*n*≤ 50 for

_{max}*kb*= 5. These plots show that the proper convergence to the stable/steady solution is the fastest for a circular cylinder (i.e.,

*a/b*= 1, corresponding to the plot with the triangle pointing downwardly) requiring the least number of partial waves ∼ 7 to ensure the correctness of the results. Furthermore, the convergence is faster for an ellipse with an aspect ratio

*a/b*= 0.5, while for an ellipse with an aspect ratio

*a/b*= 2, thirty (i.e.,

*n*= 30) terms are needed as a minimum to ensure adequate convergence with minimal truncation error. In essence, the plots displayed in panels (a) and (b) attest of the correctness of the solution.

_{max}Next, computations for $Y_p^{\left\{{\textrm{TM,TE}} \right\}}$ are performed in the range 0 < *kb* ≤ 5 with emphasis on polarization and the aspect ratio of the elliptical cylinder centered on the axis of propagation of the incident field (i.e., on-axis configuration).

Panel (a) of Fig. 3 shows the results for $Y_p^{\textrm{TM}}$ for a Rayleigh elliptical cylinder where for *a/b* = 0.25, the radiation force function is the smallest for *kb* < 0.7, while for *a/b* = 3, it is the largest. Around *kb* ∼ 0.7, panel (a) shows that the plots for $Y_p^{\textrm{TM}}$ exhibit comparable values for the chosen aspect ratios. Beyond that limit (i.e., as *kb* increases > 0.7), the radiation force function for *a/b* = 0.25 becomes the largest, while that related to *a/b* = 3 turns out to be the smallest as shown in the plots of panel (b).

The effect of changing the polarization to TE on the radiation force function is also investigated for the elliptic cylinder with a smooth surface, and the corresponding results are displayed in panels (a) and (b) of Fig. 4 for a Rayleigh and Mie elliptical cylinders, respectively. Visual comparison of the plots with those of Fig. 3 shows the clear differences from the TM polarization case. Nonetheless, the radiation force function behavior for the Rayleigh elliptical cylinder case shown in panel (a) of Fig. 4 is quite similar to that of panel (a) of Fig. 3; i.e., for *kb* < 0.4, the radiation force function is the smallest for *a/b *= 0.25, while for *a/b* = 3, it is the largest. The opposite effect occurs as *kb* increases > 0.4 as shown in panel (b) of Fig. 4.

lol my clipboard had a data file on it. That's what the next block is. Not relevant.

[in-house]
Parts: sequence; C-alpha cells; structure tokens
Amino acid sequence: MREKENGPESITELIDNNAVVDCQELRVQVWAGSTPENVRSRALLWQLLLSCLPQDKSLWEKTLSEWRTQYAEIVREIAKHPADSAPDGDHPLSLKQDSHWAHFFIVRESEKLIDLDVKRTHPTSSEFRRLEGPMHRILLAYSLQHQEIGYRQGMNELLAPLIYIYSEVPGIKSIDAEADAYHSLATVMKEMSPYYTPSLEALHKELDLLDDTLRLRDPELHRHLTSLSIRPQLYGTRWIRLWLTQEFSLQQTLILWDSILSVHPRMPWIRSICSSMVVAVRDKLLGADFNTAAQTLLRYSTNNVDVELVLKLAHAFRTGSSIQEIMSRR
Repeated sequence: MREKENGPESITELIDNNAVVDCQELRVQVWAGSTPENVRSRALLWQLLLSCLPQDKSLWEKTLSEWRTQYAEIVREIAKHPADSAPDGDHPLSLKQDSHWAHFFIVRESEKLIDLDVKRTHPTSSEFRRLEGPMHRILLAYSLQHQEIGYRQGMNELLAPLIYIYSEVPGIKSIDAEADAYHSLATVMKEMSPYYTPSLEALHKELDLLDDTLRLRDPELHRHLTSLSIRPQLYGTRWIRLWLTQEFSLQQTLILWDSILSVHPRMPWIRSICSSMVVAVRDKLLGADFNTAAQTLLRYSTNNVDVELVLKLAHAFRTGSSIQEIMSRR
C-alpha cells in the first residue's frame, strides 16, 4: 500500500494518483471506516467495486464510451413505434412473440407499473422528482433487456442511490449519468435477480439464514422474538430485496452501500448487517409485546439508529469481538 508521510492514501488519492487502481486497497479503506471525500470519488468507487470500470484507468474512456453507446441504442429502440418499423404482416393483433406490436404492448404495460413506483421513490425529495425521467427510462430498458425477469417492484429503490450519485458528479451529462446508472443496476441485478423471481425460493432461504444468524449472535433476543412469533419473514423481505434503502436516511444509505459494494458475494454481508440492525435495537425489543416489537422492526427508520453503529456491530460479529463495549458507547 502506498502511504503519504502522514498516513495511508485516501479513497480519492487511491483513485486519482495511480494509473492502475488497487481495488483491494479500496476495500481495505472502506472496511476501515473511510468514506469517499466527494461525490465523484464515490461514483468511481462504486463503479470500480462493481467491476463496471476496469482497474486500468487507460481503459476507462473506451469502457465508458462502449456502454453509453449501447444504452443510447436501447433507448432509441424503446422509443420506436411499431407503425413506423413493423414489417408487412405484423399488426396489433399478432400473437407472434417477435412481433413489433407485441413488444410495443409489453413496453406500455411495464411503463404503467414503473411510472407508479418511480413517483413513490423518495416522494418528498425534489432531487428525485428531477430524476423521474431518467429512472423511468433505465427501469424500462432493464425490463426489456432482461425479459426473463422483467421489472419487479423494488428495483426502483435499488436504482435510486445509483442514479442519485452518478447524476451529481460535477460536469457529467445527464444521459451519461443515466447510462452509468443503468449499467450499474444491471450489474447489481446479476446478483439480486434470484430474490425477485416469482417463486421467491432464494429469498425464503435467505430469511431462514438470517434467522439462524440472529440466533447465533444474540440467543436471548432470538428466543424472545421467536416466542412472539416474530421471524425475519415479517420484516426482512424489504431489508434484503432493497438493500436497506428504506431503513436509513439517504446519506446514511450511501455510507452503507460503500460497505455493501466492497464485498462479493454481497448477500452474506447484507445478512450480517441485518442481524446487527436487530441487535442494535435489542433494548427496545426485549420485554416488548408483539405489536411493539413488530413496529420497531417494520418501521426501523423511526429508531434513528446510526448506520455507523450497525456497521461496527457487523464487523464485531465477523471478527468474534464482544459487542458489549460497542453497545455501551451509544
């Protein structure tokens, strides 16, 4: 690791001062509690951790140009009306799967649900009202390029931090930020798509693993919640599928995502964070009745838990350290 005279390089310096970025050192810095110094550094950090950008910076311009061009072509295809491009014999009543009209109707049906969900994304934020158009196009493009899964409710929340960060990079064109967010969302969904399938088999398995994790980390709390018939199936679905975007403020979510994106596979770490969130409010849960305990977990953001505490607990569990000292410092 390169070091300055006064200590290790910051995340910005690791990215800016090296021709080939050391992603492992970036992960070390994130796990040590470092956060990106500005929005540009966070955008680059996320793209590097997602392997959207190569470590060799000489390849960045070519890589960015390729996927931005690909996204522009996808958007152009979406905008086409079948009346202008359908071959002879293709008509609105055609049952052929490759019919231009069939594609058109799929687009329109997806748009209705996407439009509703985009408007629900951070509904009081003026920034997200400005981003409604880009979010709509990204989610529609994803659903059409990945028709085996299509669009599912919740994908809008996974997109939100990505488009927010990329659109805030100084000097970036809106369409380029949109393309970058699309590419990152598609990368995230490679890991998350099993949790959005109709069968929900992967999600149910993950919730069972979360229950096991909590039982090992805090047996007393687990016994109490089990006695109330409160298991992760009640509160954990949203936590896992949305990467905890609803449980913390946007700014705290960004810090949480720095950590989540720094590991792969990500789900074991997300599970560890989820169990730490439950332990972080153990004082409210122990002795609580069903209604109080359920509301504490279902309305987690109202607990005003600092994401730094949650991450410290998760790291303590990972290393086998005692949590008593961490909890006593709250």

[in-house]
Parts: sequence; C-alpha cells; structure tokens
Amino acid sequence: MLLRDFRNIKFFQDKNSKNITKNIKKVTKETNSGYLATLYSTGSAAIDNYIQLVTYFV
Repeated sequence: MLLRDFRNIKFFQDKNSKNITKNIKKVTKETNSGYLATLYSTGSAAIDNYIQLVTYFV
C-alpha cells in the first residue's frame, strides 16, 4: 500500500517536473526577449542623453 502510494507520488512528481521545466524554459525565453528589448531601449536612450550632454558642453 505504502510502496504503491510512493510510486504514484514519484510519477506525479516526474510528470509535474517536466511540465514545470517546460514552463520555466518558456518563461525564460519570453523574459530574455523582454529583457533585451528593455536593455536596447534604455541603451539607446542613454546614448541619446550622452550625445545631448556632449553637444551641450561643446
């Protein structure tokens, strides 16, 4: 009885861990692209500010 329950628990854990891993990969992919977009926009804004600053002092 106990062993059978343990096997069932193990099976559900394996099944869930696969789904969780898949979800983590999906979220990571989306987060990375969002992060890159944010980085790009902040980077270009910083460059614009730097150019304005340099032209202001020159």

Corrugated cylinders with a wavy/ribbed surface are now considered as shown in panels (a)-(c) of Fig. 5. In all these cases, a deformation parameter *d/a* = 0.1 is considered with a periodicity $\ell$ = 10 while the aspect ratio is varied.

Convergence plots are computed for the radiation force function assuming TE polarization, and the results are displayed in Fig. 6 for different aspect ratios *a/b* = 0.5, 1 and 1.5, respectively. Convergence is the fastest for the circular corrugated cylinder (i.e., *a/b* = 1) requiring the least number of partial waves ∼ *n _{max}* = 18, while for the elongated corrugated case for

*a/b*= 1.5,

*n*= 50 is required.

_{max}The plots in Fig. 7 correspond to the radiation force function in the TE polarization case for corrugated elliptical and circular cylinders versus *kb*. These plots also show that $Y_p^{\textrm{TE}}$ for an elliptical corrugated cylinder with a defined aspect ratio behaves differently in the Rayleigh versus the Mie regimes. For *kb* < 0.4, the corrugated cylinder having *a/b* = 1.5 experiences the largest force, while the one having *a/b* = 0.5 is subjected to the smallest. This same behavior also occurs as *kb* increases > 3, where this increase does not occur for the elliptical cylinders with a smooth surface. Also the corrugated circular cylinder result (i.e., *a/b* = 1) shows that the radiation force function is larger than that of the elliptical cylinder case with *a/b* = 0.5 for *kb* > 3.5.

To further highlight the effect of the surface corrugations on the radiation force function $Y_p^{\textrm{TE}}$, additional plots with and without corrugations for the same elliptical/circular cylinder has been performed and displayed in panels (a)-(c) of Fig. 8 for *a/b* = 0.5, 1 and 1.5, respectively. Those plots clearly show that for the case corresponding to panel (a) of Fig. 5, the effects of corrugations are negligible for *kb* < 4, but should be considered when *kb* > 4. This is not the case for the corrugated circular cylinder case shown in panel (b) as *kb* > 0.5, as well as the one displayed in panel (c). These plots unequivocally show that the corrugations can enhance the radiation force on the elliptical/circular cylinder by several orders of magnitude depending on *kb*.

## 6. Conclusion and perspectives